Editorial: The Coronavirus Lockdown and Matters Arising

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As at the last count, the Nigerian Centre for Disease Control (NCDC) confirmed 111 cases of the deadly Coronavirus in Nigeria. Compared to the statistics in many countries, this figure is low but it is rapidly rising. In the absence of a cure, the best weapon remains prevention. Social distancing to stop the virus from spreading and basic hygiene like washing of hands hold the key until scientists come up with an effective cure. In addition to rules for home isolation and quarantining, all schools have been closed down; parliament has suspended sittings. The Federal Executive Council (FEC) no longer meets. Civil servants in many states except those on essential services have been told to stay home. Mosques and churches are closed to congregational prayers and services. International flights into Nigeria are suspended. Joint Admissions and Matriculation Board (JAMB) hurriedly concluded its matriculation examinations. West African Examinations Council (WAEC) suspended its school certificate exams. The National Sports Festival was suspended. Markets in many cities have been closed. Many factories and private sector offices including banks are partially shut or closed. Many states have shut down, sending jitters across the length and breadth of our national existence. For good reason, the virus is socially distancing Nigerians, but public officials must be careful that it doesn’t disenfranchise and infringe on basic rights of citizens. Despotism is incompatible with democracy.

Make no mistake; the coronavirus otherwise called COVID-19 is already a pandemic. No country can boast of its immunity. The global economy is already bleeding fast and furious. Like in other aspects of life, time is central in the spread and control of this monster virus that has infected at least 718,685 people worldwide and killed 33,881 and counting. Nigeria had a two-month window period to learn valuable lessons and get prepared. A month before the Italian index case, the World Health Organization (WHO) warned the likes of Nigeria with weak healthcare systems that COVID-19 is a virus like none other before it. Concerned stakeholders also tabled proactive preventive measures which the federal government did not bother to consider. Clearly, the FG in its consistent negligence responded too little too late. But most worrisome is the disposition of President Muhammadu Buhari at this most critical time of unprecedented but clear and present danger.

Even as the pandemic now stares us menacingly in the face, Nigeria, unlike other countries currently ravaged by COVID-19, continues to live in denial. And unlike others that also came too late to wisdom, the presidency under Buhari has continued to care less. Across all television channels, the common feature is presidents debriefing their nations on where the virus stands and efforts at its control. Like true commanders-in-chief, they are seen talking to the people, encouraging first-line responders and preaching hope in speeches and conduct. That is real leadership. It is, therefore, a no-brainer that Nigerians are asking, where is President Buhari in all of these?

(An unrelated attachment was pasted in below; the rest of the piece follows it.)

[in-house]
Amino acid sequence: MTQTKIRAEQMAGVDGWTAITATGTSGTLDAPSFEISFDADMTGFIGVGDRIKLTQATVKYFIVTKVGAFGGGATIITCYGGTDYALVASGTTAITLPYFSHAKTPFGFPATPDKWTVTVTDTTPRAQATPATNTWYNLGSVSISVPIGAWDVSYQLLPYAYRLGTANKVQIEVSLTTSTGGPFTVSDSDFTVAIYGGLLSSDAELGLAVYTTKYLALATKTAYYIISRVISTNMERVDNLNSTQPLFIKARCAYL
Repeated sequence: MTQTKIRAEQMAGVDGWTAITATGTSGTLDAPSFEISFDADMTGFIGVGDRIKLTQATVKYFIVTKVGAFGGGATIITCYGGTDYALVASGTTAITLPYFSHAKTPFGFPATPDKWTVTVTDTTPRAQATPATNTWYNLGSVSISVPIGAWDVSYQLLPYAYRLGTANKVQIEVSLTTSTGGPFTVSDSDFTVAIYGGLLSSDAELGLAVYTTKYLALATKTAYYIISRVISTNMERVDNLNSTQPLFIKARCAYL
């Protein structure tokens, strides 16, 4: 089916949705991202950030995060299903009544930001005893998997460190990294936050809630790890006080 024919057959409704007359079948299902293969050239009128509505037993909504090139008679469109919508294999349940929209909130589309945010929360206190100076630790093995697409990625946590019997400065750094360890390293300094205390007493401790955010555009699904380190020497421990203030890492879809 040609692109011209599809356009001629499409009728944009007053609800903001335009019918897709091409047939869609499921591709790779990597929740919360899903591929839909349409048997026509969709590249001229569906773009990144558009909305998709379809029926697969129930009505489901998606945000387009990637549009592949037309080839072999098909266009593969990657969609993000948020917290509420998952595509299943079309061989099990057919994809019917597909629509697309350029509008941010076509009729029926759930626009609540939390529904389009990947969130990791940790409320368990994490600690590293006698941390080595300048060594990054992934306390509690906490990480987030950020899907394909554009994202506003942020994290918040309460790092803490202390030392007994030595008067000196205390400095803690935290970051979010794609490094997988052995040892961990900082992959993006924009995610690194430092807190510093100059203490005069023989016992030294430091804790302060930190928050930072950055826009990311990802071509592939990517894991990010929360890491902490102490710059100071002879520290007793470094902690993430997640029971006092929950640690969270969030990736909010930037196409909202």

Until Sunday, March 29, when he ordered a 14-day lockdown of Abuja and Lagos and Ogun states, Buhari had not made any state of the nation’s address on the coronavirus pandemic and that is strange, though not unfamiliar because of his remarkable aloofness as he enjoys talking to Nigerians from abroad as if Nigerians were leprous. The closest Buhari has come in this matter was to launch an emergency toll-free number, 112, and have press secretaries issue releases. Granted, Buhari is not the most eloquent of men; but he is the commander-in-chief, traditionally made for times like this which demand true leadership with compassion – showing those capable or incapable of it. The president is the father of a fearful nation and what is certain is that his response so far to the coronavirus pandemic is unpresidential and unacceptable.

Yet, despite the panicky situation, Nigerians have been denied the right to hear from the one man whose voice matters and who alone can re-assure the citizens to trust the capacity of the government to save them from this killer pandemic – President Buhari. Some senators even took it upon themselves to ask Mr. President to address the nation because at times like these, the people need to hear from their leader. No leader can afford to padlock his lips at such challenging times. The primary purpose of the senate advice was to persuade the president and his handlers to unlock his lips and let him bond with the people by showing empathy and leadership. The senators were anxious to see the president do what the American president, Donald Trump and the British prime minister, Boris Johnson, and other world leaders are doing – talking to their people on a regular basis about what they are doing to save the sick and contain the disease from spreading and killing more people. These are difficult times for governments, businesses, the economy and the people. Times like these truly try committed leadership.
But Buhari failed to capture the gravity of the moment dismissing the call to address the nation by the “ranking members of our respected parliament are cheap and sensational. These are not the times for populism and cheap politics,” noted a statement by presidential spokesman, Garba Shehu.